Ancient Geography (+transcription)
barathi at PC.JARING.MY
Mon May 25 06:41:40 EDT 1998
At 11:45 AM 5/25/98 +0200, you wrote:
>First of all I am sorry for the transcription. But I am using Sanskrit
>transcription from Taiwan. Can somebody please send me the transcription of
>devanagari used in this list.
>For some years I am trying to translate Lan%ka^vata^ra su^tra from the 4th
>century Chinese translation. Since I have seen the discussion on some
>ancient geography here I would like to ask about a place where the sutra
>suppose to take place.
>In the most of the manuscripts it is mentioned as
>lan%kagiri in the malaya kingdom
>and is some commentarries it is mentioned as
>malayagiri in the malaku^t!a kingdom
>In some latter translations from 6th and 7th century author of the
>Lan%ka^vata^ra says that his father is Praja^pati, his mather Vasumati, his
>name is Viraja and he is from the Ka^tya^yana race born in Campa.
>I found that forest called the Malaya mountains is mentioned in Nagananda
>I do not know whether it is the same place, since no word about Lan%ka is
>Please, does any of these names says anything to anybody on the list? I
>would be glad to transcribe them to the standard used in the list if I know
>where to obtain it.
>I would like to know where it is in today's India and where I can leran more
>about the places people or times mentioned above.
>Since the Chinese translation is from the beginning of the fifth century the
>names reffered must be much older.
The Malaya mountains might mean the Podhiyil
Mountains of the tail end of the Western Ghats in India.
But there is no Lankagiri thereabout.
The second possibility may be SriLanka itself,
because there is a place called Malainadu. Ramani
Kandiah and Sivalingam Ramalingam in this list are
from the island. May be they can throw some light.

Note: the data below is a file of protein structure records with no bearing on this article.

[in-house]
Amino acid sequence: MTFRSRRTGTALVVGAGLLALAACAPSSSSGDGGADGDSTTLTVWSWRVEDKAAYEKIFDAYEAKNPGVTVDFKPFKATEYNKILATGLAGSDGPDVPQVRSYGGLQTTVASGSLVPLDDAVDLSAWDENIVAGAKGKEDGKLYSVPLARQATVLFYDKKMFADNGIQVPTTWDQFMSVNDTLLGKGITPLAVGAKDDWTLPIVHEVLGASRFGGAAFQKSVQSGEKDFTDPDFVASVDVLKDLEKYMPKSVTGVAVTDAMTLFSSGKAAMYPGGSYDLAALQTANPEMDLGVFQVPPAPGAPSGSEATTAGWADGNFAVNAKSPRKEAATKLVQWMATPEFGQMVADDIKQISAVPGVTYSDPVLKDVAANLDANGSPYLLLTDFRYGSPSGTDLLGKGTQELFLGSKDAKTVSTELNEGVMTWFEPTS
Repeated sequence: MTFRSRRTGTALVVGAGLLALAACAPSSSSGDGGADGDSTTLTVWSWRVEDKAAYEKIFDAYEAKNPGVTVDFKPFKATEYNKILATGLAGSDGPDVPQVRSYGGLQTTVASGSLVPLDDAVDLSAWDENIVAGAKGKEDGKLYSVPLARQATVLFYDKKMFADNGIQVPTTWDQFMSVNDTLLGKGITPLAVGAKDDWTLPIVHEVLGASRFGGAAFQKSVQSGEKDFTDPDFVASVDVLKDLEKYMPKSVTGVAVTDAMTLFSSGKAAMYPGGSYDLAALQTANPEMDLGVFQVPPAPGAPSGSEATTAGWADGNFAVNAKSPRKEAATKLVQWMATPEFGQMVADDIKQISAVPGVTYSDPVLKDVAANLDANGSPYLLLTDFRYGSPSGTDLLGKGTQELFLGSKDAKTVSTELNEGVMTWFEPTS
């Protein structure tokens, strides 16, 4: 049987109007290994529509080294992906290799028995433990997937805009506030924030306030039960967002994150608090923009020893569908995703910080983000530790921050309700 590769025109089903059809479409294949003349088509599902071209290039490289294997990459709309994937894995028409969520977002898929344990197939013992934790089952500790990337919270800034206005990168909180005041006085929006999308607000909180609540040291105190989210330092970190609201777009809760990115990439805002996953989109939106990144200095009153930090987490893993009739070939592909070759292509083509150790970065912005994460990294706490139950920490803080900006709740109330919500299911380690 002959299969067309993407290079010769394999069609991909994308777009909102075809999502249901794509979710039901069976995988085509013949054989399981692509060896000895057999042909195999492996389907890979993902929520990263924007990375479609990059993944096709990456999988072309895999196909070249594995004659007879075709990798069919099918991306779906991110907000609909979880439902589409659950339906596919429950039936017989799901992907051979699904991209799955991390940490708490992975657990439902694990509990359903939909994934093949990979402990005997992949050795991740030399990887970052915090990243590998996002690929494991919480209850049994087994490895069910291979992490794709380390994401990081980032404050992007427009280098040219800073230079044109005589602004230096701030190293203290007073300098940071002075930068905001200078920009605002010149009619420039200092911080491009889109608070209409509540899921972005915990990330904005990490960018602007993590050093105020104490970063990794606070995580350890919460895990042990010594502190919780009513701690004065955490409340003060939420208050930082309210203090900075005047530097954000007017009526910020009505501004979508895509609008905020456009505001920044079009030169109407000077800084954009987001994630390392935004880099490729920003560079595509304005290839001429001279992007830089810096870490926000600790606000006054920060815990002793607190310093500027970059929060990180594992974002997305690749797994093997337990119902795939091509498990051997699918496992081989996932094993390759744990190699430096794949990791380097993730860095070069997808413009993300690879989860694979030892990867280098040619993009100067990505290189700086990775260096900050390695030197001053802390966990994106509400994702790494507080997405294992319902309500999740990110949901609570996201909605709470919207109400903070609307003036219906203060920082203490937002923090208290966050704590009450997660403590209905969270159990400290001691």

The third possibilty is Cambodia, since Campa
is mentioned as his birth place. Malaya name is
also associated with Cambodia.
The fourth possibility and the one with a
greater likelihood is the east coast of the Malay
Peninsula itself. The name of the peninsula is known
as Malaya. This is actually derived form the word
"malaya" of Tamil origin.
There is still an island called Langkawi which is said
to have been the site of Asoka Vana where Ravana hid
Sita. But there was an ancient kingdom which sprawled
across the northern part of the peninsula and this
was called the kingdom of "Langka Suka". Champa was
just three hundred miles away across the Gulf of
Thailand. In those days five day's journey.
It should be noted that Lanka Suka was a
Buddhist kingdom for most part of its existence.
Parts of it are now in Buddhist Thailand.
It is a mountainous place, and the funny thing
is that while other mountains have Malay names,
the mountains in the earstwhile Lanka Suka still
have Sanskrit names.
Lanka Suka was a port of call for the Chinese
and was of great importance to them.
Must check up whether Yuen Chwang mentions this
place. It Sing has mentioned it.
This seems to be a likely place since both
Malaya and Lanka are found in combination.
>Thank you very much for kind attention
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